MACH Is a Beautiful Thing for Heavy Building Materials Tech

Robin Adams

An interview with innovator Todd McPartlin, Director of Engineering at Command Alkon

The earliest cloud adopters and migrators know. They just know. If you ask, they’ll tell you how their teams are far more synchronized, and their companies save thousands in IT costs after making the migration.

It’s been the better part of two decades that companies have been steadily transitioning their daily operations. It’s an evolution that Todd McPartlin has been more than merely witness to. As the director of engineering at Command Alkon, Todd has been an integral part of advancing the company’s cloud vision and a driving force behind innovation; making it more accessible to businesses of all sizes. If you ask him, he’ll say ‘it’s come a long, long way and it’s not just for enterprise companies anymore.’ He’ll also share how his dad and brothers are all in construction. Seems fitting that Todd finds joy in a career that also enables his family to do more – faster and more securely – with the innovations Todd and his team facilitate.

Focused on technologies that make the heavy building materials industry more productive, Command Alkon was among the first in the industry to deliver cloud-native innovation. The company’s flagship solutions are designed to be serverless, which is atypical in most industries. Command Alkon is fully invested in progressive technology – think Machine Learning, AI (before it became a household name), and the opportunities that come from operating in the cloud. And today, in the world of software design and deployment, that looks like MACH architecture.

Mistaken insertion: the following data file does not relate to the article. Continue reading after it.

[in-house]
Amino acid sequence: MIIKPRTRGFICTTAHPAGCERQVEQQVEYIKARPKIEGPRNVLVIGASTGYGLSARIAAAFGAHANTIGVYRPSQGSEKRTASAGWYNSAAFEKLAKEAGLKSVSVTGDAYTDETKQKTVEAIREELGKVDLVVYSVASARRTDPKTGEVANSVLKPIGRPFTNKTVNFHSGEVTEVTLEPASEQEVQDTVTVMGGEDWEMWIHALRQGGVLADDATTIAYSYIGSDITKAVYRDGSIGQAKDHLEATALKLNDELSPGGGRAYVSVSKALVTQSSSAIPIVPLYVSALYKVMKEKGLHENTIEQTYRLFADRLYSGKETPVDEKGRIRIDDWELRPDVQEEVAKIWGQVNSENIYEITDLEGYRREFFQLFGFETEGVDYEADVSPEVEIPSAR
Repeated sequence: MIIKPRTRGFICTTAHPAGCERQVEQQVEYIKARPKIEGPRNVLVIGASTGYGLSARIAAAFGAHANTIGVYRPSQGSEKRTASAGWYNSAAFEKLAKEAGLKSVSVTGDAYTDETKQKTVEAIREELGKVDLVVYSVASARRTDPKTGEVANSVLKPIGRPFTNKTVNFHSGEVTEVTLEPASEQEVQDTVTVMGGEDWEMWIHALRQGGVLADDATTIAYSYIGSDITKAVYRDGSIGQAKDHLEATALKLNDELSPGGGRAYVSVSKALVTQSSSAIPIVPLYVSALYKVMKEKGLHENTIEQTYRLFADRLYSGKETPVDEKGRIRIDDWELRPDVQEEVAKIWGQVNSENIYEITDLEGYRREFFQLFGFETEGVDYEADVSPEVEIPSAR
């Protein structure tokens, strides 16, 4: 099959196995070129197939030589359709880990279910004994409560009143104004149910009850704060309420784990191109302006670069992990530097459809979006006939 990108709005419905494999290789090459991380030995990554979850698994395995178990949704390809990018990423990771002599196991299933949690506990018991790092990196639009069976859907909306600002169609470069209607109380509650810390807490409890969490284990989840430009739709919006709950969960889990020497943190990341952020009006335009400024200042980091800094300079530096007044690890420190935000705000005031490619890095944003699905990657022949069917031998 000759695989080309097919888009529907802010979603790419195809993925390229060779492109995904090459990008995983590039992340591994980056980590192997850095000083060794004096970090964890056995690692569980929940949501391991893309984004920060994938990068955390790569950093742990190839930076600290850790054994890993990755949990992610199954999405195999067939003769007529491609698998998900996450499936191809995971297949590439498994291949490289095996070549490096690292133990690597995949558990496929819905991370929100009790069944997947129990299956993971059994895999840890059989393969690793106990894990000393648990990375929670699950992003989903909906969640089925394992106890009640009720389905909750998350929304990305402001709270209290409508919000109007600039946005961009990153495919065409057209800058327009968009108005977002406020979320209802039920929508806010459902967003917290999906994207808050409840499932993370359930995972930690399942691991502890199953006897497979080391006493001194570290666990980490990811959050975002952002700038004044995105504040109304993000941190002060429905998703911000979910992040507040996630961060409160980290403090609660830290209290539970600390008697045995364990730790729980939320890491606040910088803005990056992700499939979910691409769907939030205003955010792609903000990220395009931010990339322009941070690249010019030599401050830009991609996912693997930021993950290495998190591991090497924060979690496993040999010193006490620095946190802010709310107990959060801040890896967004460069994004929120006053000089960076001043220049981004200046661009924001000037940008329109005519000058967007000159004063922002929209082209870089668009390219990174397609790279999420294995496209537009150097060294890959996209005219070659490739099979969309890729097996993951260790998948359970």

Who Gives a MACH?

MACH is a novel architectural pattern. An acronym that gets its namesake for being Microservices-based, API-first, Cloud-native, and Headless. Just like baking a cake (because who doesn’t love dessert), a MACH-based application is made up of different parts that work together to create a whole (cake). Microservices are the individual cake ingredients that are independent units that can be mixed and matched. The API-first is the recipe that tells you what ingredients you need and how to mix them together. The cloud-native is the oven which provides the environment for the cake to be baked. And headless is the icing that adds flavor and decoration. Combing these different ingredients creates an app that’s more flexible, scalable, intuitive for users, and easy to maintain compared to traditional monolithic apps.

Cake aside, MACH structures applications as a collection of services organized around a specific business need or technical capabilities. This makes it an ideal strategy for the evolving needs of heavy building materials infrastructure. It works its magic by enabling both in-house and third-party applications to work ‘better together’, making them more adaptable – pluggable, replaceable, scalable, and independently deployed and improved. Essentially MACH enables heavy building materials applications to be better collaborators.